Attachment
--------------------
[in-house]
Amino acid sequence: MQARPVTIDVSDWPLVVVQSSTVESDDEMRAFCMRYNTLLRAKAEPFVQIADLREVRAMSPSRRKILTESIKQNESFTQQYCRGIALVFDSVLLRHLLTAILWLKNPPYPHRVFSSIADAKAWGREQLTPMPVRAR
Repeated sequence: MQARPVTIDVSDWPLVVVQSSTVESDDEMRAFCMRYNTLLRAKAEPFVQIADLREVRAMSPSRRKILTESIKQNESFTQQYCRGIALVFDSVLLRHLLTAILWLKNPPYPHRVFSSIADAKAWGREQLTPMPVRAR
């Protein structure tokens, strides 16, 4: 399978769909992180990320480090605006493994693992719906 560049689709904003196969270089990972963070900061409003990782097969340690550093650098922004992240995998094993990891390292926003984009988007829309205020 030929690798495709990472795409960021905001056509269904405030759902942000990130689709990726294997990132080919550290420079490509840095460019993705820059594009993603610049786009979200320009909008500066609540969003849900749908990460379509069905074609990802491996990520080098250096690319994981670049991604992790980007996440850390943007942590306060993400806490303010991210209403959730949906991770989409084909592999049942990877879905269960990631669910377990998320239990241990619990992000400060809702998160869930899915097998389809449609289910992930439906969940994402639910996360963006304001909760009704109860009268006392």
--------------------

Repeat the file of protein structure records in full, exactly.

[in-house]
Amino acid sequence: MQARPVTIDVSDWPLVVVQSSTVESDDEMRAFCMRYNTLLRAKAEPFVQIADLREVRAMSPSRRKILTESIKQNESFTQQYCRGIALVFDSVLLRHLLTAILWLKNPPYPHRVFSSIADAKAWGREQLTPMPVRAR
Repeated sequence: MQARPVTIDVSDWPLVVVQSSTVESDDEMRAFCMRYNTLLRAKAEPFVQIADLREVRAMSPSRRKILTESIKQNESFTQQYCRGIALVFDSVLLRHLLTAILWLKNPPYPHRVFSSIADAKAWGREQLTPMPVRAR
């Protein structure tokens, strides 16, 4: 399978769909992180990320480090605006493994693992719906 560049689709904003196969270089990972963070900061409003990782097969340690550093650098922004992240995998094993990891390292926003984009988007829309205020 030929690798495709990472795409960021905001056509269904405030759902942000990130689709990726294997990132080919550290420079490509840095460019993705820059594009993603610049786009979200320009909008500066609540969003849900749908990460379509069905074609990802491996990520080098250096690319994981670049991604992790980007996440850390943007942590306060993400806490303010991210209403959730949906991770989409084909592999049942990877879905269960990631669910377990998320239990241990619990992000400060809702998160869930899915097998389809449609289910992930439906969940994402639910996360963006304001909760009704109860009268006392």